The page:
First Person | Warts Within

If Muslims continue to wait for the government to do something for them, they will remain victims

Ghazala WahabGhazala Wahab

Now that the election season is upon us, all sorts of Muslims leaders and sympathisers are being scraped off the woodwork and presented to us as credible voices of the Muslim masses.

Ironically, leading the pack are not Muslim politicians, or even wannabe politicians who launch a one-man political party to harass a mainstream party, only to merge with them on the eve of an election, but the religious leaders of various denominations, heading famous mosques, in Delhi, Lucknow and other places.

Some are cleverly playing cards, holding the ace up their sleeves, by making statements that the Congress party has done nothing for the uplift of the Muslims, thereby keeping open the possibility of a bargain with the Bharatiya Janata Party (BJP). Others have been more sweeping, saying that no political party has ever done anything for the Muslims, treating them as a mere vote-bank. The irony is completely lost on them. That by making these statements before the elections they are themselves reducing the community they claim to speak for, to a vote-bank.

So, here’s a dose of reality. What can any political party do for any community, except ensure equal opportunities and justice? Beyond this, it is for the community to do for itself what it wants, either collectively or individually. It is true that as far as the responsibilities of the government are concerned, no political party has been able to deliver 100 per cent on equal opportunities and justice.

It is no state secret that Muslims face discrimination, not only at the hands of the State officials, but by fellow citizens too. Right from education to jobs to housing, many Muslims find themselves outside the gates looking in. The situation is much worse when it comes to justice. Time and again, religious prejudices of our men in khaki have been exposed. In many incidents of communal riots, more Muslims have been killed or maimed by police bullets than by the rioters. And with the so-called global war on terrorism, and Pakistan-spearheaded terrorist violence across India, the justice situation has become terrible. The injustice has been compounded by community-profiling. After every terrorist incident, the local police routinely arrest some Muslim boys; irrespective of culpability.

While all this is a sad reality of India, another equally damning reality is that Muslims themselves have done precious little to improve their lot; they have placed their destiny and their fortunes in the hands of semi-literate religious leaders. When Justice Sachar said that since Independence the lot of Muslims has become worse than even the backward communities, the community itself stood indicted.

Over the decades, it has allowed itself to get carried away by non-issues; whether it was Uniform Civil Code, Babri Masjid or even the Haj subsidy! Not only has this led to the charge of appeasement against the community, it has also conveyed to various political parties that all they need is tokenism. The biggest problem of an average Indian Muslim today is obsessive commitment to religious rituals, even to the extent of putting secular education and employment at risk. A vast number of Muslims do not complete formal education. In some cases, poverty pushes them out of the schools, but in many cases they simply do not want to study because of lack of interest or aptitude. Instead of looking for employment in the organised sector (both public and private), they are content running small businesses or remaining under-employed in family-run enterprises. Stop at any roadside car repair shop, or a small tailoring unit. Inadvertently, the workers or artisans would be Muslims.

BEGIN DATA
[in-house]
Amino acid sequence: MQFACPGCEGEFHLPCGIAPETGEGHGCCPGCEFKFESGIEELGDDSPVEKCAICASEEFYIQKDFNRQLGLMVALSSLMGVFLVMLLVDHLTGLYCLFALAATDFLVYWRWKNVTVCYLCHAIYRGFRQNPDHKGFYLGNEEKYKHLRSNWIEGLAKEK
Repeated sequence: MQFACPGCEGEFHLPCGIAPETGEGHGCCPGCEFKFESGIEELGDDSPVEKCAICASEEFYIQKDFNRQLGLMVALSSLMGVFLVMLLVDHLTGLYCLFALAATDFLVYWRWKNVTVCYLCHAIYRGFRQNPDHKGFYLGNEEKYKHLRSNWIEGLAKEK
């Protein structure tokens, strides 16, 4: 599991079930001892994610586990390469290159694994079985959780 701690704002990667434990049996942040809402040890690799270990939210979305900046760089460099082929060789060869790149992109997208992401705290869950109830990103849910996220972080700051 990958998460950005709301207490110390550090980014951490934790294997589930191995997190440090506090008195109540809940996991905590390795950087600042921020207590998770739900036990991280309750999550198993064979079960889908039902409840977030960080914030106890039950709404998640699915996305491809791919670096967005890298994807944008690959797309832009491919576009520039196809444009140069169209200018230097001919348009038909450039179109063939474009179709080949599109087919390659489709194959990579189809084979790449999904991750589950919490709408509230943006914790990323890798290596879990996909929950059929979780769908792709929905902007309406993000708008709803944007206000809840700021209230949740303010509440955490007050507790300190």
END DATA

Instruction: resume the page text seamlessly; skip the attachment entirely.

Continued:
The biggest advantage of working in an organised sector is that it exposes one to a range of people, ideas and opportunities. By not being part of this, Muslims remain hugely disadvantaged. Like frogs in the well, their worldview doesn’t change, even with the change of generation. Add to that, the constant sermons of the mullahs, who don’t allow them to step away from the prayer mat.

I know a young Muslim journalist, who leaves her office every Friday afternoon to offer prayers at the Jama Masjid and returns to her office after a few hours. Hence, she is unable to do any assignments on Fridays. Her boss accorded her this liberty despite the general resentment in the office because she doesn’t want to be accused of religious intolerance. But it is anyone’s guess how far this girl will go professionally or what kind of rapport she has with her colleagues. Of course, she will suspect them of discriminating against her when they don’t include her in their gossip sessions.

For a large number of Muslims, religion is the biggest unifier and the religious leader the wisest man. Ironically, the religion itself does not say so. With the exception of some Shia sects, Muslims do not have a structured clergy. Yet, such is the sway of the bearded order that many of them even harbour political ambitions and bring their dogmatism into Parliament.

Political party-bashing before elections maybe clever politics for some, but it does nothing for the Muslim community, which needs to shake itself up. Governments can only create institutions, but it is up to the people to take advantage of them.


Call us